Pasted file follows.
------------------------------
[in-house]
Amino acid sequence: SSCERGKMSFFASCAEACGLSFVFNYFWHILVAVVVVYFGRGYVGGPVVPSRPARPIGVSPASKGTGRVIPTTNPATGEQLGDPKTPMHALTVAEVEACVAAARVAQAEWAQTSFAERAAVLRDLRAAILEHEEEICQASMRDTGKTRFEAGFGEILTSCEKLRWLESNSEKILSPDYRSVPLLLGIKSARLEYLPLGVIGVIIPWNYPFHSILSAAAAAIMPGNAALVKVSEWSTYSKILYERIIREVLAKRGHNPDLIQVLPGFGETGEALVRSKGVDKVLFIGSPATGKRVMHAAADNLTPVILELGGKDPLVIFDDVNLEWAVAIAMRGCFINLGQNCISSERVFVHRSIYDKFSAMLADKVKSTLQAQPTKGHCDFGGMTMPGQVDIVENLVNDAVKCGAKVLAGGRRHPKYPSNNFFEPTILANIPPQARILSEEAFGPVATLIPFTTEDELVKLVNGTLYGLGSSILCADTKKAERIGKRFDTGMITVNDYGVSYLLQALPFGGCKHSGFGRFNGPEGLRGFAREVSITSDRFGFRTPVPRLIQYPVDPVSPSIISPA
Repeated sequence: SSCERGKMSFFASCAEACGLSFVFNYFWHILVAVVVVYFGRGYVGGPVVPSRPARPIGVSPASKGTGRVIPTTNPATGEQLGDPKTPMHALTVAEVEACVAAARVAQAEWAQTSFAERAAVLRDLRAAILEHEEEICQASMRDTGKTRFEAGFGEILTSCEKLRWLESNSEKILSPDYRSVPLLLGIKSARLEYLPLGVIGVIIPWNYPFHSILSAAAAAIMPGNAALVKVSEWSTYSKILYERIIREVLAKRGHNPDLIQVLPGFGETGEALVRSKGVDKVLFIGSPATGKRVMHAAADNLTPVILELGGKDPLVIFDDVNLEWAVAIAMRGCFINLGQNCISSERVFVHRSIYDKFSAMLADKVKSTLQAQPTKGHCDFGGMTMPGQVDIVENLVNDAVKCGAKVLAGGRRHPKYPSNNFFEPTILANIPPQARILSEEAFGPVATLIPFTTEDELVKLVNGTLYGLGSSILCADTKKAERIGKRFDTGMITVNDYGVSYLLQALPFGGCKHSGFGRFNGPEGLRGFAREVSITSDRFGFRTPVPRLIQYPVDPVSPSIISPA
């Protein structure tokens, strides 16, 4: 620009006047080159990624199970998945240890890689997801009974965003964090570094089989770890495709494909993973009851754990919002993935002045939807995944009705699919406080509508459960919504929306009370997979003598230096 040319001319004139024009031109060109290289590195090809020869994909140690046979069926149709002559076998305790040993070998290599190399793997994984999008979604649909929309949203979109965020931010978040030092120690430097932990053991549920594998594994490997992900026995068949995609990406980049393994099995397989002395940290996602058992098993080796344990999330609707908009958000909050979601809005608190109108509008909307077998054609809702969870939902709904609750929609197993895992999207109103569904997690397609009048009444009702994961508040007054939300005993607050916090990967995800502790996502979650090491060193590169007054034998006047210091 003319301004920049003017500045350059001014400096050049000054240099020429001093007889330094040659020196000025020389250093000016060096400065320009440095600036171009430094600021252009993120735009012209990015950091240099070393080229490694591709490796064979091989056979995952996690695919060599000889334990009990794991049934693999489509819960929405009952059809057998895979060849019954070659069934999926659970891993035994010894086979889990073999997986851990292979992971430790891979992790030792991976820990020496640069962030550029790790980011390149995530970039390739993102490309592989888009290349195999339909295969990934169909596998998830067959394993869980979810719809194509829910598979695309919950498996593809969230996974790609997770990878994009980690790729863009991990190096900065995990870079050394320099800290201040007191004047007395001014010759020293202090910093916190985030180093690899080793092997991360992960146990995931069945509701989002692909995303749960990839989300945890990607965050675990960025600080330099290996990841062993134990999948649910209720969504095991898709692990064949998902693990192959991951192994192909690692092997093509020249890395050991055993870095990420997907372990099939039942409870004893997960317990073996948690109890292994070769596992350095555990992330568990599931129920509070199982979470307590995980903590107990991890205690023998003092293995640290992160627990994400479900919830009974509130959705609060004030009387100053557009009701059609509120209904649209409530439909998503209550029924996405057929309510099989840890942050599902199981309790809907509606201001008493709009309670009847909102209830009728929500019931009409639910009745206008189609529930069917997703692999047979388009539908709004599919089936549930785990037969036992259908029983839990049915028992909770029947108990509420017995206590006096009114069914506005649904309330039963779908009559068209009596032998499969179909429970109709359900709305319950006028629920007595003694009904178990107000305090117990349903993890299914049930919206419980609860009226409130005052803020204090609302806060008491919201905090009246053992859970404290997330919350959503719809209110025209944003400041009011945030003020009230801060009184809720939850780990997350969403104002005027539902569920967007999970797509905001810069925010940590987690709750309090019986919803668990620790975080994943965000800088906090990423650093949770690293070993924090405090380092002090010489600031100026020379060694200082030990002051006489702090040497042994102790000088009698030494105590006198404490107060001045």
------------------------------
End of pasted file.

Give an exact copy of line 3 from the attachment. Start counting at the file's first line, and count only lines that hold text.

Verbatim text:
Repeated sequence: SSCERGKMSFFASCAEACGLSFVFNYFWHILVAVVVVYFGRGYVGGPVVPSRPARPIGVSPASKGTGRVIPTTNPATGEQLGDPKTPMHALTVAEVEACVAAARVAQAEWAQTSFAERAAVLRDLRAAILEHEEEICQASMRDTGKTRFEAGFGEILTSCEKLRWLESNSEKILSPDYRSVPLLLGIKSARLEYLPLGVIGVIIPWNYPFHSILSAAAAAIMPGNAALVKVSEWSTYSKILYERIIREVLAKRGHNPDLIQVLPGFGETGEALVRSKGVDKVLFIGSPATGKRVMHAAADNLTPVILELGGKDPLVIFDDVNLEWAVAIAMRGCFINLGQNCISSERVFVHRSIYDKFSAMLADKVKSTLQAQPTKGHCDFGGMTMPGQVDIVENLVNDAVKCGAKVLAGGRRHPKYPSNNFFEPTILANIPPQARILSEEAFGPVATLIPFTTEDELVKLVNGTLYGLGSSILCADTKKAERIGKRFDTGMITVNDYGVSYLLQALPFGGCKHSGFGRFNGPEGLRGFAREVSITSDRFGFRTPVPRLIQYPVDPVSPSIISPA